Newswise — (New York, March 4, 2015) – March is Kidney Awareness month, and physicians from the Mount Sinai Health System are available to discuss risk factors associated with kidney stones and ways to prevent them.

“About one in ten Americans will develop a kidney stone at some point,” said John Cijiang He, MD, PhD, Professor of Pharmacology and Systems Therapeutics and Chief, Division of Nephrology at the Icahn School of Medicine at Mount Sinai.

One major risk factor is dehydration. “Not drinking enough water on a daily basis is one of the most common causes of kidney stones,” added Dr. He. Additionally, a diet high in animal protein, sodium, fructose, or refined sugars is also associated with the risk for developing kidney stones. Several underlying metabolic conditions or diseases may also increase the risk, including hyperparathyroidism and Crohn’s disease.

“Kidney stones can be extremely painful, and in some cases, can lead to complications including urinary tract infection or even kidney damage,” said Shuchita Sharma, MD, Clinical Nephrologist at the Icahn School of Medicine. “Fortunately, with a healthy diet and lifestyle, there is a lot that we can do to prevent them.”

“Don’t delay a trip to the doctor if you think you may have a stone,” suggested Dr. Sharma. “There are medications available to expedite the passing of a stone.”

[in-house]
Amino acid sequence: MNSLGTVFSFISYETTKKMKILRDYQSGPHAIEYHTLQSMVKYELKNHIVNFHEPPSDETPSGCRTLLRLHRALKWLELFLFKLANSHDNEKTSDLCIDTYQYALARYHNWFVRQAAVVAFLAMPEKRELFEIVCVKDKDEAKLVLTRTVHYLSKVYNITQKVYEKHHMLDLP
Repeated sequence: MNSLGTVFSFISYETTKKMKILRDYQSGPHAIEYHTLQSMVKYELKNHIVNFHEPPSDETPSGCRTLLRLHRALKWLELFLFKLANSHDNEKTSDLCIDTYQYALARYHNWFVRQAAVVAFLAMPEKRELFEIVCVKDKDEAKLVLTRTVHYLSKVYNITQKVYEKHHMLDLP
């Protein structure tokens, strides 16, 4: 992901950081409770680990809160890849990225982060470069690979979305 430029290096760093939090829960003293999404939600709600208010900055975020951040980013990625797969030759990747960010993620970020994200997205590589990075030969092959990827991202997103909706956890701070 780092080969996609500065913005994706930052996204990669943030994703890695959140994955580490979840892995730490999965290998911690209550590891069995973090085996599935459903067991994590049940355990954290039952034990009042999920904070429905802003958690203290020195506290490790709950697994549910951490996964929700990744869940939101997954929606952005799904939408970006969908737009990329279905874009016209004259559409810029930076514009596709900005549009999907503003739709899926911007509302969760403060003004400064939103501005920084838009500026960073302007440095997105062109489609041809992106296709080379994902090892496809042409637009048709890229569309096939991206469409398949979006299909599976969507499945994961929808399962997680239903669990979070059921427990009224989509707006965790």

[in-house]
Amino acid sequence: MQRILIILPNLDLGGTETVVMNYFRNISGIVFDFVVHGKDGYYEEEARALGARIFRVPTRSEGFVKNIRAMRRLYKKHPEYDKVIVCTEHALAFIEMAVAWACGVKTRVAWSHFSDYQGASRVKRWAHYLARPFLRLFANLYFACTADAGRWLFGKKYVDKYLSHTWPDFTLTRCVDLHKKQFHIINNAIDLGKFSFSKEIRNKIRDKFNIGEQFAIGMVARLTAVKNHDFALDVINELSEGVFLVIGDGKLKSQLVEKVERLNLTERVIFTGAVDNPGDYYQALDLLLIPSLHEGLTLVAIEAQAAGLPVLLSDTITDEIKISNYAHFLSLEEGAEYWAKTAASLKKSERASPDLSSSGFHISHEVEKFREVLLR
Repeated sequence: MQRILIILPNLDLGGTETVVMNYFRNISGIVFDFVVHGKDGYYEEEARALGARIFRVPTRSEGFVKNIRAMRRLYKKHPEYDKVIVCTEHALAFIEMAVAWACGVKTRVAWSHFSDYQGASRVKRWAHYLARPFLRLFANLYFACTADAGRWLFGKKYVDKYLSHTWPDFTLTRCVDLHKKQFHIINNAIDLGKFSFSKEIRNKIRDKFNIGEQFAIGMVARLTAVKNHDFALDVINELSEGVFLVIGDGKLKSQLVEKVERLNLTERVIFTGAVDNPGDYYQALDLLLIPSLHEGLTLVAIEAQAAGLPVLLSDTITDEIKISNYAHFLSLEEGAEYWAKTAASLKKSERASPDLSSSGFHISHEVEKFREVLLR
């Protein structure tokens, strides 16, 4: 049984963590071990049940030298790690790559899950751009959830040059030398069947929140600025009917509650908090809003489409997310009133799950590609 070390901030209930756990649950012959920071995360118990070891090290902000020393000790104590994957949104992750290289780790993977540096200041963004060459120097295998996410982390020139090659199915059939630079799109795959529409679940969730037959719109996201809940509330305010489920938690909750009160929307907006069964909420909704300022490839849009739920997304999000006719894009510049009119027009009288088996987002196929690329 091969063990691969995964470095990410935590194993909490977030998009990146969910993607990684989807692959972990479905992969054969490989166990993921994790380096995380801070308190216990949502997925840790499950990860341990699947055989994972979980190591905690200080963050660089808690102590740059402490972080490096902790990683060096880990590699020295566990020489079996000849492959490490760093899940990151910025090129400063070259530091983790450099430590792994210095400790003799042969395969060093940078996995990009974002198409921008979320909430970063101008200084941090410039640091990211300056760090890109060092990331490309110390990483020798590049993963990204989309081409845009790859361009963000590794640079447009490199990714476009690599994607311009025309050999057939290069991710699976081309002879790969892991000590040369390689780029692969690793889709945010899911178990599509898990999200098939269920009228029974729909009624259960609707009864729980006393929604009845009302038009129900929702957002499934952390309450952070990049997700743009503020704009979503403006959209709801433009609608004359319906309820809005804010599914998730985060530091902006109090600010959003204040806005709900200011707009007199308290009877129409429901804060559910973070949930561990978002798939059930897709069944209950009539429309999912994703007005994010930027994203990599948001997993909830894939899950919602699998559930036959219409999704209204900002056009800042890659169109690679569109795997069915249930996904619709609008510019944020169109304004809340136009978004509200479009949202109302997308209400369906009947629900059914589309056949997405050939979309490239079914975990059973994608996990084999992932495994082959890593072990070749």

Tips to Help Prevent Kidney Stones:• Drink plenty of fluids every day to prevent most types of kidney stones. Two to three liters daily is ideal.• In particular, drink orange juice and lemonade, which are high in citric acid and which can be helpful.• In patients who have already had kidney stones, make dietary changes such as decreasing intake of salt, animal proteins and calcium to help prevent future occurrences.• Seek medical attention if you develop severe pain in the side, back or lower abdomen. Additionally, call your doctor if you notice blood in your urine or have difficulty urinating. Prompt diagnosis and assessment are keys to preventing complications.

About the Mount Sinai Health System
The Mount Sinai Health System is an integrated health system committed to providing distinguished care, conducting transformative research, and advancing biomedical education. Structured around seven member hospital campuses and a single medical school, the Health System has an extensive ambulatory network and a range of inpatient and outpatient services—from community‐based facilities to tertiary and quaternary care.

The System includes approximately 6,600 primary and specialty care physicians, 12‐minority‐owned free‐standing ambulatory surgery centers, over 45 ambulatory practices throughout the five boroughs of New York City, Westchester, and Long Island, as well as 31 affiliated community health centers. Physicians are affiliated with the Icahn School of Medicine at Mount Sinai, which is ranked among the top 20 medical schools both in National Institutes of Health funding and by U.S. News & World Report.

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